The rookie free-agent speedster hasn’t reached the end zone yet (he came close in the Baltimore loss), but you get the feeling that as long as Hoyer keeps him in the rotation, he’ll get there eventually. He has a knack of getting open, which does nothing but increase Hoyer’s trust in him.

The coaches seem to like him, too, having enough faith in him to make him part of the three- and four-receivers packages. And he has not disappointed. Even though he’s a slight target, he seems to have no problems hanging on to the ball. So far, the biggest surprise on offense.
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It has been only four games, but it has been difficult to get a read on just what Mike Pettine is feeling as the game unfolds. He is maddeningly imperturbable.

When the Browns fell behind by 25 points late in the first half against Tennessee and he just witnessed his secondary burned badly on a 75-yard touchdown strike, the cameras zoomed in on Pettine, who wore the same nonplussed look that adorned his countenance at the beginning of the game.

It’s difficult to tell by the look on the head coach’s face whether the Browns are winning or losing. Not that it makes any difference to viewers or fans, but it appears to have a calming effect on his team if you believe in the trickle down theory.
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Based on how well they have played this season, it appears as though the Browns have finally figured out how to win games that seem hopelessly lost. Fans are no longer thinking “there’s no way they can win this game.”

They came close to ending a road losing streak in the season opener and found a way to smash it to smithereens in Tennessee in spectacular fashion. How they play this Sunday at home against Pittsburgh will be a definite litmus test as to just how good this team really is.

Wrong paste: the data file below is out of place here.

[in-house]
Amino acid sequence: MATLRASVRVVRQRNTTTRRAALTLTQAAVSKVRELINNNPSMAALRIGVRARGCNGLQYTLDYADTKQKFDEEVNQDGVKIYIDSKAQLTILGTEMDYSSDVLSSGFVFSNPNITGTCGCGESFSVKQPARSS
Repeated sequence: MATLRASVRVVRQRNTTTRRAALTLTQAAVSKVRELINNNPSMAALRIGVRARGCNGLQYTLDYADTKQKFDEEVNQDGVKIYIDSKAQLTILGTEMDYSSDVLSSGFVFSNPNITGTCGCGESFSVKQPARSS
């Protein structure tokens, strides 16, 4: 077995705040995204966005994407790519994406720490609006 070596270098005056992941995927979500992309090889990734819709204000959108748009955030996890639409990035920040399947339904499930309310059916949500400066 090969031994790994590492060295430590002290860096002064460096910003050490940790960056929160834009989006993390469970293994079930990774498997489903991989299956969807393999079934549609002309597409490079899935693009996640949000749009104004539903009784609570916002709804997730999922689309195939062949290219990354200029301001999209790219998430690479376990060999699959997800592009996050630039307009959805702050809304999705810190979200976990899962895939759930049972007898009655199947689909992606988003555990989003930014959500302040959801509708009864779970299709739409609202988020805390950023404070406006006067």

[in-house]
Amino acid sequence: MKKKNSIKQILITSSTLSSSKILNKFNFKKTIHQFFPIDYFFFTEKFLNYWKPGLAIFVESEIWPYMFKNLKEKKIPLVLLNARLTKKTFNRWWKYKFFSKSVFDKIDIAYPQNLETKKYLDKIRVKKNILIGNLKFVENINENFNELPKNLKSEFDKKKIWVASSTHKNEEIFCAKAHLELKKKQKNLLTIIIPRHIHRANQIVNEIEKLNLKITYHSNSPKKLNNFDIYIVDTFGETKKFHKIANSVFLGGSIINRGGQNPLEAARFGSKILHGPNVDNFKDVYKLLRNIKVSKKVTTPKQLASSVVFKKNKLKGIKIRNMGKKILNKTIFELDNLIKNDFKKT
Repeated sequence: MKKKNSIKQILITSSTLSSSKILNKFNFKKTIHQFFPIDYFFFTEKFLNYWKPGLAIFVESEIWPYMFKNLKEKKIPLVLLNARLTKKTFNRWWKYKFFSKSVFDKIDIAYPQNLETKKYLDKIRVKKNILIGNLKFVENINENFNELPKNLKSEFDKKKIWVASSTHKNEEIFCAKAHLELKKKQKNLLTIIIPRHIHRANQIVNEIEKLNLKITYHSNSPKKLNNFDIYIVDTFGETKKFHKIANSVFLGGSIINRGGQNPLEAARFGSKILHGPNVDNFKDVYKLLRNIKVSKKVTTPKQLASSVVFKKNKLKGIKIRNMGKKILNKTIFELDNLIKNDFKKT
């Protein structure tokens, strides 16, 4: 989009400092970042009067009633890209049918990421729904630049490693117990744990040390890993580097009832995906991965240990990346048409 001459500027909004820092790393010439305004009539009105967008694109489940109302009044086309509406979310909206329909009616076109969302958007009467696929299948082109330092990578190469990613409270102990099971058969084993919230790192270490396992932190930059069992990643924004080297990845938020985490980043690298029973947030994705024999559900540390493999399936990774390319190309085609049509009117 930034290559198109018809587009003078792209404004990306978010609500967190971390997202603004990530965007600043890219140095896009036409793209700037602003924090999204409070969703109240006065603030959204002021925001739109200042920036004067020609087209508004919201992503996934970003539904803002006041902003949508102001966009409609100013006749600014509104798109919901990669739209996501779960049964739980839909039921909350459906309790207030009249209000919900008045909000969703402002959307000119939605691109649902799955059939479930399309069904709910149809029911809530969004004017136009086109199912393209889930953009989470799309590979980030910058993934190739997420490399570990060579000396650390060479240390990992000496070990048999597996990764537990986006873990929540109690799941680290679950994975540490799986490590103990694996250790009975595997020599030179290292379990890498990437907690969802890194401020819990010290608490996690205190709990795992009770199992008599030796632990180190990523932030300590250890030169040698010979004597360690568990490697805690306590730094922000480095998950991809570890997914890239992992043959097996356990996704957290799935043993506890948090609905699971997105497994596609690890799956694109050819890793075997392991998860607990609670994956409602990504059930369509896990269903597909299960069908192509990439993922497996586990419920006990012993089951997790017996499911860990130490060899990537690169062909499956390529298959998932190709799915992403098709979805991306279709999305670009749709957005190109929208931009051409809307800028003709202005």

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There is no question Chris Kirksey’s well-placed forearm to the helmet of Titans quarterback Jake Locker on his second-quarter touchdown run Sunday was a cheap shot. Locker was on the ground about four yards into the end zone and clearly down when Kirksey arrived.

Retribution was achieved on the Titans’ first possession of the second half when Tennessee guard Andy Levitre leveled Kirksey with his own version of a cheap shot well after the play was over. The penalty blunted what had been a promising drive.
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Travis Benjamin has incurred the wrath of fans (and probably coaches) for his timid play as the club’s return specialist. But you gotta love what he has done as a receiver. He has caught only eight passes this season, but three have been in the end zone, including two in Sunday’s victory.
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K’Waun Williams, another free-agent rookie, shared playing time with top draft choice Justin Gilbert Sunday and came up with the defense’s biggest play in the waning moments of the game, sacking Titans quarterback Charlie Whitehurst on a cornerback blitz with about 15 seconds left.
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Notebook: The Titans were 8-of-14 on third down. That’s got to stop. Three of their first downs were the result of a penalty. That’s got to stop, too. . . . The Browns were penalized only five yards in the second half (a false start by Joel Bitonio) after compiling six penalties  in the first half for 69 yards. . . . Hoyer distributed the ball to eight different receivers in his 21-37-292-3 TD afternoon . . . The Browns have scored at least 21 points in every game (a 26-point average) this season. The last Browns team to do what was the 1969 team that accomplished it in its first seven games. . . . The Cleveland defense limited the Titans to just six first downs and 126 yards in the second half. . . . Long snapper Christian Yount is back in the good graces of the coaches (at least for now) with a strong game against Tennessee.